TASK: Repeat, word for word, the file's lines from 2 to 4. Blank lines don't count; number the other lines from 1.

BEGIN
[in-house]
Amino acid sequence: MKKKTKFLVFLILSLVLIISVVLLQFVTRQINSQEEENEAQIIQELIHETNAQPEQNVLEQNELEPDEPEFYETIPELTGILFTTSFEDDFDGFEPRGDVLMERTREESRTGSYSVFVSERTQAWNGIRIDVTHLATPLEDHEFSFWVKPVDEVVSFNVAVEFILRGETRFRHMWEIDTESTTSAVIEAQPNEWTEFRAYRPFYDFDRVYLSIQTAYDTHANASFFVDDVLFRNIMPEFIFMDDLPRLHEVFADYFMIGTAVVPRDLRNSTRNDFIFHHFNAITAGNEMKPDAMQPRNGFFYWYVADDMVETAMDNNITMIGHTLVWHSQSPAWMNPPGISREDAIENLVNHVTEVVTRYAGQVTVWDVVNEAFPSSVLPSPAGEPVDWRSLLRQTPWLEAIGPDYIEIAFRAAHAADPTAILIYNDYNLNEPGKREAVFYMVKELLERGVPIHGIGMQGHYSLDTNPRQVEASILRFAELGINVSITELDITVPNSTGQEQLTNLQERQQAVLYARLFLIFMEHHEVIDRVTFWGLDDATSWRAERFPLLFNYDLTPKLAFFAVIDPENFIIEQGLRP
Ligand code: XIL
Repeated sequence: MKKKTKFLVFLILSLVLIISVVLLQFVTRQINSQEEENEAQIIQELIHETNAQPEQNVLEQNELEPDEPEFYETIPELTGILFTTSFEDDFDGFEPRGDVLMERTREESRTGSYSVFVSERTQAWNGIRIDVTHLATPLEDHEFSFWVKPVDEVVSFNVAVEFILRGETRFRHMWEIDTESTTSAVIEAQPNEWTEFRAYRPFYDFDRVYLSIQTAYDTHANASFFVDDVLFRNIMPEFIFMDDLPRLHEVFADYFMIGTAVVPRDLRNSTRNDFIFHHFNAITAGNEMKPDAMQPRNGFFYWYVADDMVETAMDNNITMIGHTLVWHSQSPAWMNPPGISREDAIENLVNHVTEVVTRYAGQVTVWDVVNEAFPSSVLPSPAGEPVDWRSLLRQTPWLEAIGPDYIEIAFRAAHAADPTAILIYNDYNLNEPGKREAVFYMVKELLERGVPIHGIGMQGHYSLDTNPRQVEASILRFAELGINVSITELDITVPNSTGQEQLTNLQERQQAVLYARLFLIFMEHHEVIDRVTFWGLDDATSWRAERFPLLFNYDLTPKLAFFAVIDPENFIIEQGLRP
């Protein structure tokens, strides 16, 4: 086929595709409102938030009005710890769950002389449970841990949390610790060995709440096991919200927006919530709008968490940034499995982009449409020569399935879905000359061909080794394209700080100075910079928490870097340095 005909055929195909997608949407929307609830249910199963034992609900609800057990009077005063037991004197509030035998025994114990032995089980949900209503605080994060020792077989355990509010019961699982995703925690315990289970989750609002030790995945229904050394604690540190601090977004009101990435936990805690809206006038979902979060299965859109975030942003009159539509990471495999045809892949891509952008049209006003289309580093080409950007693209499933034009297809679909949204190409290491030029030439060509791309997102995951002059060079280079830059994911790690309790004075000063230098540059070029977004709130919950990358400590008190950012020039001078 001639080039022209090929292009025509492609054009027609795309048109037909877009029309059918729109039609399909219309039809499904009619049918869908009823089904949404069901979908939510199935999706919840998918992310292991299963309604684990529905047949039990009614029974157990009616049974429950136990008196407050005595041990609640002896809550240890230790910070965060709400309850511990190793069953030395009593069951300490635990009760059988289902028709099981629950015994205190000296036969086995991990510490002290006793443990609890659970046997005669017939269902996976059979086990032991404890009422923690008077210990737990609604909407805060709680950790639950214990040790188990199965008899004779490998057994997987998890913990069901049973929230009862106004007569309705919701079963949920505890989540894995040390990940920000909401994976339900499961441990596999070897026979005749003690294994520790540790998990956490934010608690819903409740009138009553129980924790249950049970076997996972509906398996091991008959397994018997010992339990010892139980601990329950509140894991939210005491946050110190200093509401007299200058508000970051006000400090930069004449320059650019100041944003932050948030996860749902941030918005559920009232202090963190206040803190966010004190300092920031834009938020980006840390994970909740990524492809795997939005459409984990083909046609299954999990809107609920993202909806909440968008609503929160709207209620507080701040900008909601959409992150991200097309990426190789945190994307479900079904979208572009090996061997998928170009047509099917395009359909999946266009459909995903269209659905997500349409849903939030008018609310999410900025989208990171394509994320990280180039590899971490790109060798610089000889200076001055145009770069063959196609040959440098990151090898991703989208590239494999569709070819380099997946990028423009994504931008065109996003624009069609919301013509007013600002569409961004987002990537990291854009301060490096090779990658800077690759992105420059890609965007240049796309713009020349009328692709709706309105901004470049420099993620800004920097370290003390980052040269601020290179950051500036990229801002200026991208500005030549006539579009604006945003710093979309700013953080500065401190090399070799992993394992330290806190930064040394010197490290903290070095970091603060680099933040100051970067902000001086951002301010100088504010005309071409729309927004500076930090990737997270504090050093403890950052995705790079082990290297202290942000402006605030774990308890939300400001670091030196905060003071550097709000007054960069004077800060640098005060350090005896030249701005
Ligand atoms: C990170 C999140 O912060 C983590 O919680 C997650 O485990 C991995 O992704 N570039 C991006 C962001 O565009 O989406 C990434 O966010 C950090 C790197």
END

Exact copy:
Amino acid sequence: MKKKTKFLVFLILSLVLIISVVLLQFVTRQINSQEEENEAQIIQELIHETNAQPEQNVLEQNELEPDEPEFYETIPELTGILFTTSFEDDFDGFEPRGDVLMERTREESRTGSYSVFVSERTQAWNGIRIDVTHLATPLEDHEFSFWVKPVDEVVSFNVAVEFILRGETRFRHMWEIDTESTTSAVIEAQPNEWTEFRAYRPFYDFDRVYLSIQTAYDTHANASFFVDDVLFRNIMPEFIFMDDLPRLHEVFADYFMIGTAVVPRDLRNSTRNDFIFHHFNAITAGNEMKPDAMQPRNGFFYWYVADDMVETAMDNNITMIGHTLVWHSQSPAWMNPPGISREDAIENLVNHVTEVVTRYAGQVTVWDVVNEAFPSSVLPSPAGEPVDWRSLLRQTPWLEAIGPDYIEIAFRAAHAADPTAILIYNDYNLNEPGKREAVFYMVKELLERGVPIHGIGMQGHYSLDTNPRQVEASILRFAELGINVSITELDITVPNSTGQEQLTNLQERQQAVLYARLFLIFMEHHEVIDRVTFWGLDDATSWRAERFPLLFNYDLTPKLAFFAVIDPENFIIEQGLRP
Ligand code: XIL
Repeated sequence: MKKKTKFLVFLILSLVLIISVVLLQFVTRQINSQEEENEAQIIQELIHETNAQPEQNVLEQNELEPDEPEFYETIPELTGILFTTSFEDDFDGFEPRGDVLMERTREESRTGSYSVFVSERTQAWNGIRIDVTHLATPLEDHEFSFWVKPVDEVVSFNVAVEFILRGETRFRHMWEIDTESTTSAVIEAQPNEWTEFRAYRPFYDFDRVYLSIQTAYDTHANASFFVDDVLFRNIMPEFIFMDDLPRLHEVFADYFMIGTAVVPRDLRNSTRNDFIFHHFNAITAGNEMKPDAMQPRNGFFYWYVADDMVETAMDNNITMIGHTLVWHSQSPAWMNPPGISREDAIENLVNHVTEVVTRYAGQVTVWDVVNEAFPSSVLPSPAGEPVDWRSLLRQTPWLEAIGPDYIEIAFRAAHAADPTAILIYNDYNLNEPGKREAVFYMVKELLERGVPIHGIGMQGHYSLDTNPRQVEASILRFAELGINVSITELDITVPNSTGQEQLTNLQERQQAVLYARLFLIFMEHHEVIDRVTFWGLDDATSWRAERFPLLFNYDLTPKLAFFAVIDPENFIIEQGLRP